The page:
A few strokes across the grinder's wheel with a diamond wheel dresser will remove embedded metal particles and expose a fresh layer of abrasives. It also creates a flat reference surface on the wheel.
Blacken the Bevel
Sharpening a gouge involves touching the tool's bevel to the grinder wheel, which eventually sharpens the cutting edge.
One way to help you see the part of the bevel that ends up touching the grinding wheel is to use a felt-tipped marker to darken the surface of your bowl gouge's bevel. Now, when you touch the bevel to the surface of the grinding wheel, you will know where you are doing the grinding. Adjust accordingly.
Bevel Angles and Profiles
The steepness of the bevel on your bowl gouge is somewhat of a personal preference. In general, though, a steeper bevel will result in a more aggressive cut. A bevel that's tipped closer to 30 degrees will give you good tool control. For beginners, I recommend having your primary bowl gouge sharpened with a relatively short bevel. The bevel should be concave or flat, not convex.
Insert your second 5/16" cap screw or carriage bolt up through the jig base and through the elongated hole in the swivel arm at the 45° mark. Lock it into place with a washer, lock washer and a nut. Do not over tighten it. Now add a couple of toggle clamps to the top of the swivel arm to hold workpieces securely to the base, and you are ready for fine-tuning the jig.
The profile of the bowl gouge should be that of a fingernail grind where the end is rounded, not square or pointed.
Put on your faceshield, turn on the grinder, and place your gouge on the toolrest at an angle so the middle of the bevel will touch the surface of the wheel. Because you will be sharpening a fingernail profile, you cannot have the tool sit flat on the toolrest. Adjust the light so you can see easily. Lightly touch the tool to the wheel. Check the bevel to see if you are holding the tool at the correct angle. Adjust as needed. I use an up-and-down, rolling motion of the tool to achieve an even bevel from one side to the other and maintain the profile of a fingernail grind. When you are first learning, you may need to re-blacken your bevel often.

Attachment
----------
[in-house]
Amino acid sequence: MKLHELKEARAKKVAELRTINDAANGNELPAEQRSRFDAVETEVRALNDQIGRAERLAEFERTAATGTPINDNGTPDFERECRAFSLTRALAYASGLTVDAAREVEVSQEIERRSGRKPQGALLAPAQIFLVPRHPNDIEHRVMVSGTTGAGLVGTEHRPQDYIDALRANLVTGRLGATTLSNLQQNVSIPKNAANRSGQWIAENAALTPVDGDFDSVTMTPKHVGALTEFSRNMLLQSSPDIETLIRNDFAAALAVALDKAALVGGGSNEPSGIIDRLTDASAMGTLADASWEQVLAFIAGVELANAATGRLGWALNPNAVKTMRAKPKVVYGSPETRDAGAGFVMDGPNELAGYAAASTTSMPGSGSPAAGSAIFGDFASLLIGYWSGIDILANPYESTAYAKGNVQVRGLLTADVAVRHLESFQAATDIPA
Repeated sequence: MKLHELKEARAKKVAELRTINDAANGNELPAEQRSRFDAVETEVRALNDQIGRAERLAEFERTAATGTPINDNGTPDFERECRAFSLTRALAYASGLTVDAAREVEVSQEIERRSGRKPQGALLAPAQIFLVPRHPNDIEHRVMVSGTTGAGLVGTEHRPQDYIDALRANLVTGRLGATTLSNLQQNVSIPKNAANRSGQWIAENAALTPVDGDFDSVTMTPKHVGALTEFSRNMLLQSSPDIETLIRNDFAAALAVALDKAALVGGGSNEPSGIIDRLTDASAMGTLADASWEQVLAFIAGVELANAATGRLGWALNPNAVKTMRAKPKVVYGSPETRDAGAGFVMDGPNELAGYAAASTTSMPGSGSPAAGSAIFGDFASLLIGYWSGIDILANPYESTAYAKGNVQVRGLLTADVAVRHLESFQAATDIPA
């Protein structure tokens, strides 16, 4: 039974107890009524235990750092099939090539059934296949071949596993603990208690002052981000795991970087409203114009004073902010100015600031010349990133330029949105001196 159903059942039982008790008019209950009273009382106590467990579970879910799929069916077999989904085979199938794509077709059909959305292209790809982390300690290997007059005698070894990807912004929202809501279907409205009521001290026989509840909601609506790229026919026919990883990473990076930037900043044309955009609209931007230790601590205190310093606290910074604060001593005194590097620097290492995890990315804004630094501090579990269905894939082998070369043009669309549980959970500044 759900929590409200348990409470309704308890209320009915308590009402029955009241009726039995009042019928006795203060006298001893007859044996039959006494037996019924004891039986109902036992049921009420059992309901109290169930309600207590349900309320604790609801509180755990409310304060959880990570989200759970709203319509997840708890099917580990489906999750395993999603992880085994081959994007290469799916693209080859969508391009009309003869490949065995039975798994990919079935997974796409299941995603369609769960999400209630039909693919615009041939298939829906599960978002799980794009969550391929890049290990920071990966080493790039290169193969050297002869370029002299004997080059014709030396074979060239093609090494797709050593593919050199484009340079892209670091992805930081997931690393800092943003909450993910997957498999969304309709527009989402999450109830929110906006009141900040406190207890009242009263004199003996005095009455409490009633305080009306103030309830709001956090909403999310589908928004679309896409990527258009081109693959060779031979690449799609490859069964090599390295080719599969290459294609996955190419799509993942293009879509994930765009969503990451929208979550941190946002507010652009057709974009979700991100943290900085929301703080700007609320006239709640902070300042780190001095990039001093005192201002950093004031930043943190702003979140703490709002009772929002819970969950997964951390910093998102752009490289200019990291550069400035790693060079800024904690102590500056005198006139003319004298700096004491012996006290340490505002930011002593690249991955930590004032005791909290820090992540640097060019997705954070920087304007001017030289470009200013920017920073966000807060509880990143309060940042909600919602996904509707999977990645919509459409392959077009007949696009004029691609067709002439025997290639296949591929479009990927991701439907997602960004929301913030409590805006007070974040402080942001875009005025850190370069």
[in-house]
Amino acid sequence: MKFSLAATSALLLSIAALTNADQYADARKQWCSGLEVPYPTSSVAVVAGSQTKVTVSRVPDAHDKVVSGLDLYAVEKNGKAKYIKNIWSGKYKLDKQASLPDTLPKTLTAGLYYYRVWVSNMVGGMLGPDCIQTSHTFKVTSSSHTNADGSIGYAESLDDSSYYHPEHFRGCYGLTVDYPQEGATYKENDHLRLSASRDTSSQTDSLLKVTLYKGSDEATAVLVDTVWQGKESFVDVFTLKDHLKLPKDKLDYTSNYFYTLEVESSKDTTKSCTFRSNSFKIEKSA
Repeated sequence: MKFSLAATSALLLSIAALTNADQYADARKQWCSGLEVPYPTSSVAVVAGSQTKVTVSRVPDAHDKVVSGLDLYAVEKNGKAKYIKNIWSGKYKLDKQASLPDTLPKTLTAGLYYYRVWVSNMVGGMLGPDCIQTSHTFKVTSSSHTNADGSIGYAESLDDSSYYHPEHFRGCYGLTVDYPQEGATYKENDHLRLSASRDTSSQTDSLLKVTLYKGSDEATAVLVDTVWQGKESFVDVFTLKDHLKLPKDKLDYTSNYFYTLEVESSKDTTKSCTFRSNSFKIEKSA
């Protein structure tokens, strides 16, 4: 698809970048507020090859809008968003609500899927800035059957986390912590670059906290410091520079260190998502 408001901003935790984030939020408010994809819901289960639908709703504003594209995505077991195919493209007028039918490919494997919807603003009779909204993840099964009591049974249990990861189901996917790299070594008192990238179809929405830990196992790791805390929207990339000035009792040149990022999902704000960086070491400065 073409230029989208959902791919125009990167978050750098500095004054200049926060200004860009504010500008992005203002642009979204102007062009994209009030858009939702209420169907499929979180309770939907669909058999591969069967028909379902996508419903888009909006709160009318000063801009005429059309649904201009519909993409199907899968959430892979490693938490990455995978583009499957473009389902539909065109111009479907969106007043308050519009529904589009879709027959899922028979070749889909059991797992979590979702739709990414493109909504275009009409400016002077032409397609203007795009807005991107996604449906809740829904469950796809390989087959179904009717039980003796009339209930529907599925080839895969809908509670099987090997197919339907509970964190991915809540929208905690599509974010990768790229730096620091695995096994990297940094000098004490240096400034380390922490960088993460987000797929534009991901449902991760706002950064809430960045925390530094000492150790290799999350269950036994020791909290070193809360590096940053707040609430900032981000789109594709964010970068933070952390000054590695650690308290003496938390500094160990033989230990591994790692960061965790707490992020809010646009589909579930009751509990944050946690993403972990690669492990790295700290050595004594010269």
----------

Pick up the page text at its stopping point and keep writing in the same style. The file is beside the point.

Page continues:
Some people prefer to swing the tool from side to side while keeping the handle of the tool at the same level. Try each method, but always pay attention to what's happening where the bevel meets the grinding wheel. Changes happen quickly.
Once all the black ink is removed from the bevel, you should be left with a sharp cutting edge. Another way to check is to look down at the cutting edge and see if the bevel meets the cutting edge everywhere. If there is a shiny spot anywhere between the bevel and the cutting edge, you need to keep sharpening. Most of us use one side of our gouge more than the other, which wears the cutting surface unevenly. That means you will often be sharpening areas that don't need sharpening. That's fine.
Be sure to not let your tool heat up and discolor. If that happens, you've ruined the tempered edge of the tool. At that spot, the tool steel will not stay sharp as long. (If you do accidentally "burn" the edge of your tool, the only solution is to grind that metal away and start fresh.) Dip the tool in water to cool it off, but use that as a preventative measure rather than a cure for an already burned spot.
Honing the Edge
The need for honing is somewhat diminished by the new wheels now available. They leave finely sharpened edges. With that said, if you want to hone, especially between trips to the grinding wheel, by all means do so. If done properly, honing produces a super-fine, continuously sharp edge. A jagged edge can feel sharp, but it dulls quickly. This is a hint to all of you out there who are using a belt sander to mangle your turning tools.
Be sure to keep the bevel on the stone at the correct angle - don't round over the cutting edge. You might also want to hone the inside flute of your gouge, especially if there are mill marks. You will need some sort of stone or leather honing wheel that conforms to the profile of your flute. Be careful to not round over the cutting edge.
With proper sharpening techniques, you'll make fewer trips to the grinder, while at the same time increasing your turning enjoyment! I guarantee your turning skills will immediately improve when you use sharp tools. Be patient with yourself. Learning how to sharpen your tools takes practice, just like everything else.